During these 4 years though, I met the A&R guy from Pearl Europe and we became friends. He asked me to joined Pearl, and I couldn’t by that time since I had a contract with Gabriel Drums. So, we kept talking about the day we would do that. And finally it happened, and I am happier than ever! I play EXACTLY what I always liked since I was 12 years old. I couldn’t be happier! Now being with Pearl for quite a few months I can tell you that Pearl is a huge family and we have such a great time. You might wonder how can a huge brand like Pearl make you feel like home, but I guarantee you it does. Everyone I met so far in Pearl and official dealers are super cool and really into drumming! I love Pearl….I was a Pearl collector since 1990, and now I am proud to be an official Pearl artist!
Why do you use triggers?
George: Yes, I use triggers on my 2 kick drums. Death Metal drumming is something you can’t really play without triggers (on the kicks at least). So, I have no choice. I prefer mics a thousand times and I always record with mics as well, but live or in our rehearsals it’s just impossible to get these crazy fast double bass patterns loud and clear. It’s just the way it is and the way the bass drum works as an instrument itself, but i still try to get a natural feel out of it by using mics, too, so I am not loosing the dynamics. This works really well actually. It’s just very hard to set it up live night by night.
Don´t you like the new Pearl Demon Drive pedals since you are using Axis pedals?
George: I am using Axis for many years, and I don’t plan to change. I love my pedals and the feel they have. It’s incredible! I have found my settings for years now and Axis were always working great for me. It’s so funny how they NEVER let me down even with all these tours, traveling and doing miles of Double Bass on the them. They always work great!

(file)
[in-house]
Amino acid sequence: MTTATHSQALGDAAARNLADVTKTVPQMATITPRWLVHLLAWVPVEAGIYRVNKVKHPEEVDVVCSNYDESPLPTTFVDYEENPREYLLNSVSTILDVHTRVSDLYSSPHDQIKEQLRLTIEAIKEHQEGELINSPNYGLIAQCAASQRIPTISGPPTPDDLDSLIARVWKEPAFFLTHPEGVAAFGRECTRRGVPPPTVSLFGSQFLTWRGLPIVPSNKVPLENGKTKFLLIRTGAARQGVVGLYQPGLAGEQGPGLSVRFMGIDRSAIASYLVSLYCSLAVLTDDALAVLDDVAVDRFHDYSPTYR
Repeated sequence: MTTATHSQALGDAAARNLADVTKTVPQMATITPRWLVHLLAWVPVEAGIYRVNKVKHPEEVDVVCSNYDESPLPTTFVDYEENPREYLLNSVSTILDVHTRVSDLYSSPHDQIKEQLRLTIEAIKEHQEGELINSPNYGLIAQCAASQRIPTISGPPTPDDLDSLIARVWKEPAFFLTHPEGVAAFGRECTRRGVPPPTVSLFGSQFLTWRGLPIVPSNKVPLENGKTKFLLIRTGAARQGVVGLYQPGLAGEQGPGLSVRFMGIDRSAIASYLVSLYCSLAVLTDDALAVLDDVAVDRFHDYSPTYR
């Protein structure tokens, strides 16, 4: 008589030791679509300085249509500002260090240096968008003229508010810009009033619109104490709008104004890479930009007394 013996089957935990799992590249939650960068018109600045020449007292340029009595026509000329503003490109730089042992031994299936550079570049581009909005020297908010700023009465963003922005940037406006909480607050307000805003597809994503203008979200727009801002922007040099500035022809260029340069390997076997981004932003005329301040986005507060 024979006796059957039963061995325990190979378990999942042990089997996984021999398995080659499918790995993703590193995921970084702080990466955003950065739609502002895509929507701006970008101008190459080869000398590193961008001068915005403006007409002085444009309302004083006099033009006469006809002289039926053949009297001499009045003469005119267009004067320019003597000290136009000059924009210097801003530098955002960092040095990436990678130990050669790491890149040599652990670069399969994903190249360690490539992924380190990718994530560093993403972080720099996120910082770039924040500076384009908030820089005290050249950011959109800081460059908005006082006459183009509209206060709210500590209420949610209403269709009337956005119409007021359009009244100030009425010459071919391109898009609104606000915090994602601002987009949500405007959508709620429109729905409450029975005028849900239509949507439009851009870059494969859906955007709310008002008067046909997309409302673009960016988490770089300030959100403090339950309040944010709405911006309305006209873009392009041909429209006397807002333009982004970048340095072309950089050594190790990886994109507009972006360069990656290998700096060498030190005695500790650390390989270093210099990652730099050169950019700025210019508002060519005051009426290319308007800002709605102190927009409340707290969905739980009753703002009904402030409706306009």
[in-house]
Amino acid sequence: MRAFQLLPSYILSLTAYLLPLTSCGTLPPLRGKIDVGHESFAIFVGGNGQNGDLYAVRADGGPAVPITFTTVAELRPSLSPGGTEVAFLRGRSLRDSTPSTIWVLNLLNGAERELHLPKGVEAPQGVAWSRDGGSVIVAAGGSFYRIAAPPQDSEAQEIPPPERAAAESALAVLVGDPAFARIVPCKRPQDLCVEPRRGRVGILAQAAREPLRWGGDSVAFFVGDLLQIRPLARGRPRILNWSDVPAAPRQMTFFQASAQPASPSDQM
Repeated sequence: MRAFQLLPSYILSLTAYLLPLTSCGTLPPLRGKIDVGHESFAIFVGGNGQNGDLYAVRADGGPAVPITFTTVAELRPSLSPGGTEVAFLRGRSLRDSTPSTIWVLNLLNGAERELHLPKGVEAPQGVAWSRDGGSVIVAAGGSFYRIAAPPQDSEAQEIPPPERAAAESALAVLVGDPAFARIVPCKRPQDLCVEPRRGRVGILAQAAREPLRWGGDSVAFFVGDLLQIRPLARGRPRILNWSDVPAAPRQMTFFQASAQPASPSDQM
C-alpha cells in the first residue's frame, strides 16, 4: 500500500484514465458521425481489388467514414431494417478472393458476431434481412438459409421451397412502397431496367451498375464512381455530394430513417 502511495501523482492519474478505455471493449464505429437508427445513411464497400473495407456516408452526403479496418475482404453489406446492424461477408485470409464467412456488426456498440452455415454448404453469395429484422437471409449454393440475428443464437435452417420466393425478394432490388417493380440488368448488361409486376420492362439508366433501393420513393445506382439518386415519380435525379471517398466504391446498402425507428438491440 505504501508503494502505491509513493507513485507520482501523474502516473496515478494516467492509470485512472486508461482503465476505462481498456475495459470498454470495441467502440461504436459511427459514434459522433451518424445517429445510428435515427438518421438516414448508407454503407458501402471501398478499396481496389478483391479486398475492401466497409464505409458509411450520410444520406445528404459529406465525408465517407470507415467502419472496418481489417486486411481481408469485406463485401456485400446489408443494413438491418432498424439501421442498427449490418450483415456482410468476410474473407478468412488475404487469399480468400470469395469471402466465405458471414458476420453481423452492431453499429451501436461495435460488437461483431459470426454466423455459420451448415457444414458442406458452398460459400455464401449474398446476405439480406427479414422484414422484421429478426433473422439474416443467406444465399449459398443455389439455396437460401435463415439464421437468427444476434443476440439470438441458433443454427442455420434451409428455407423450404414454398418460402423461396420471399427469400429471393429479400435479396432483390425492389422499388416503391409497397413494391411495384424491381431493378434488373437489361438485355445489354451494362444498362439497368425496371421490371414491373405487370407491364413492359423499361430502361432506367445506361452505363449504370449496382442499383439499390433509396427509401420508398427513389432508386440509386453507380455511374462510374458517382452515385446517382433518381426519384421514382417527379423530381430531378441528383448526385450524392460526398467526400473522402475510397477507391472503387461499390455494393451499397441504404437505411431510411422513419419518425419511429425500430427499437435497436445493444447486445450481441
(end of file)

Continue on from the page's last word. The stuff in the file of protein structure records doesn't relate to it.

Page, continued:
I played the Demon Drive too. I tried it while I was in Finland for Finish Metal Expo where I had a clinic there. It’s an incredible pedal with so much quality. It’s like the spot says“ Insanely fast, Heavenly Feel“, exactly! They got so much technology and finesse, which I know every drummer will love them immediately!
Still, playing Axis for so many years already I am so much into them. There is no reason for me to change. I also have a Pearl Eliminator double pedal for my jazz kit. I got the belt drive one, and hell it’s insanely fast, too! Great pedal also!
Did your cymbal set up change too?
George: My cymbal set up is what I always had, except I added a few more cymbals on my main kit. For example, I am using an 8“ Chopper right now as a closed Effect-Hi Hat under my main Hi Hat and I also added 2 APX crashes, a 16“ Crash on the left side and an 18“ O-zone Crash on the right side next to my Chinas. All these cymbals are new models and I really love their sound, especially the APX line where I am using a lot of them on my other kits also; these cymbals are 100% Rock/Metal cymbals and they can cut through anything….no matter how loud your band is on stage the crowd will be holding their ears every time you hit those cymbals! I really like the Crashes and Chinas. The splashes are also loud and clear. The Hi Hat and Ride are very nice but for a more Rock approach than extreme Metal.
I got a huge collection of Sabian cymbals. I always get more and more, and I am a Sabian freak for sure… I got HHX, Hand Hammered, AAX, APX, AA….whatever you can imagine!
You use two ride cymbals; what are the advantages of the two surface riding concept?
George: Well, it’s a very simple approach actually, been able to play hand to hand patterns to your Ride cymbals without messing up your sticking by going on your main Ride cymbal on the right side. I always loved it and I’ve had 2 rides on my set up for many years as well. It gets even better when the Ride cymbals are slightly different, for example I use a 20“ AAX Metal Ride on my right side as my main Ride and I have a 20“ AAX Metal Ride on my left side. That 2 inch difference really makes a difference on the Ride tone and sounds great. They have to be just slightly different but still very close!